Kota Baru in Kelantan … the ECRL is touted as a game changer for Malaysia, particularly for the east coast of the peninsula
THE price tag for the upcoming East Coast Rail Line (ECRL) is set to balloon significantly as the current estimate of RM55 billion has yet to factor in some requisite expenses, sources say.
Among others, the additional costs will be for the double-tracking of the 688km line from Port Klang in Selangor to Pengkalan Kubor in Kelantan, near the border with Thailand. The current figure does not include land acquisition costs for the railway line, people familiar with the matter say.
The revised figure could fall anywhere between RM60 billion and RM70 billion, it is learnt. More details are expected to be released to the public by year-end.
According to the Executive Summary of the Environmental Impact Assessment (EIA) report on the ECRL project, the line is described as “an electrified single track railway line built on a double track formation”.
The description implies that plans at the moment only account for a single-track railway line despite a railway base that will be designed for a double-track line.
The summary also says that the rail alignment will require the acquisition of 6,301.99ha of land, of which 46% (3,390ha) are privately owned and spread across 8,699 lots.
The acquisitions will be handled by the respective Department Of Director General Of Lands And Mines in each state.
The EIA report’s executive summary is available on the website of Malaysia Rail Link Sdn Bhd (MRL), a special-purpose vehicle of the Minister of Finance Inc created to manage the ECRL project.
Touted as a game changer for Malaysia, particularly for the east coast of the peninsula, the ECRL is expected to reduce travel time from the Integrated Transport Terminal in Gombak, Selangor to Wakaf Baru, Kelantan to under four hours, compared with between 8 and 12 hours at present.
The alignment will connect Selangor across the Titiwangsa Mountains all the way to Kuantan Port City in Pahang, before going northward along the eastern coast up to the Thai border, crossing Terengganu and Kelantan.
Under the first phase connecting Gombak to Wakaf Bharu, there will be a total of 23 stations, according to MRL. A second phase will connect Gombak to Port Klang and Wakaf Bharu to Pengkalan Kubor.
During the groundbreaking ceremony for the Kota SAS station in August, Prime Minister Datuk Seri Najib Razak set a deadline of July 2024 for the entire railway line to be operational.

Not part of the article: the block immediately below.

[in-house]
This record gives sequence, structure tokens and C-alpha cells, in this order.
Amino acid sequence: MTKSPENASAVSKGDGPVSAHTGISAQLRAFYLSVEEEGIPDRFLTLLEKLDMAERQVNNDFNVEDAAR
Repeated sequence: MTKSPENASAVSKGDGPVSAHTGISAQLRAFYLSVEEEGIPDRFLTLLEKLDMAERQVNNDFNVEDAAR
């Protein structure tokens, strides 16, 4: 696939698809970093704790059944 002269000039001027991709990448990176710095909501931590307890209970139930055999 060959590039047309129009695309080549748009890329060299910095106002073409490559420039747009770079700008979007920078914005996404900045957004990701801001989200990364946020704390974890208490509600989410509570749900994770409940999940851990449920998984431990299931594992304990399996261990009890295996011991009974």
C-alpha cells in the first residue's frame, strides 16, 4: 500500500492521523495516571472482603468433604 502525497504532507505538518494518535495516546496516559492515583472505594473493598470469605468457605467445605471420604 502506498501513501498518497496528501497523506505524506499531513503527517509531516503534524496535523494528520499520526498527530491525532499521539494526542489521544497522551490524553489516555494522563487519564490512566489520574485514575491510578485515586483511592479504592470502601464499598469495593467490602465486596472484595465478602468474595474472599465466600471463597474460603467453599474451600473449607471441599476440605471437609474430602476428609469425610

He said that 30% of the project will see the involvement of Malaysian contractors, although rail players The Edge spoke to are cautious about the scope of the local contractors’ involvement as details remain scarce.
It is unclear whether the July 2024 deadline has already factored in the double-tracking of the entire line.
“The viability of the ECRL is undisputed as it is estimated that 5.4 million passengers and 53 million tonnes of cargo will use the service annually by year 2030 as the primary transport between the east coast and west coast.
“The revenue from the operation of the ECRL is projected to be obtained through a transport ratio of 30% passengers and 70% freight,” the prime minister reportedly said.
About 16.5% of the entire line will be elevated and involve a total of 80 bridges, some of which will be over 300m long.
There will also be 19 tunnels totalling 48.5km, the longest being a 17.8km tunnel through the Titiwangsa Mountains. Other tunnels will range from 0.65km to 4.96km in length.
According to MRL’s promotional material, each passenger train will be able to carry up to 600 people across eight coaches, while each freight train will comprise 45 wagons and a locomotive that will be able to transport 3,500 tonnes at a time.
It also said the alignment, which features a wider track of 1.435m in width, is geometrically able to take a train speed of up to 200kph.
It is noteworthy that the promotional video posted online in March features an illustration of a double-track line, although MRL has stated that the visuals are artists’ impressions only and subject to change.
The state-owned China Communications Construction Co Ltd is undertaking the construction of what will be Malaysia’s longest railway line yet.
Some 85% of the current estimated cost of RM55 billion will be funded by Chinese entities, including a soft loan from the Export-Import Bank of China at an interest rate of 3.25% and with a seven-year moratorium on payment.
The remaining 15% will be funded via a sukuk programme managed by local banks, including Malayan Banking Bhd, RHB Bank Bhd and CIMB Bank Bhd. At the time of writing, it is unclear how additional funding, after the cost estimates are revised, will be arranged.
While others, such as Keretapi Tanah Melayu Bhd, had operated with a single-track railway before, it carries safety and operational risks as trains going in both directions share the same track.
In addition, a single track requires trains to give way and allow another train going in the opposite direction to pass, which could cause delays if unexpected incidents arise. In other words, it is critical to manage operations closely to prevent accidents.
In contrast, double-track lines are costlier but more efficient as there is a dedicated track for each direction.
A stark incident that illustrates the risk surrounding single-track operations is the head-on collision of two high-speed trains in Wenzhou, China in July 2011.
Some 40 lives were lost and another 192 people injured as each train caused the derailment of the other due to design flaws and poor management, according to the Chinese government.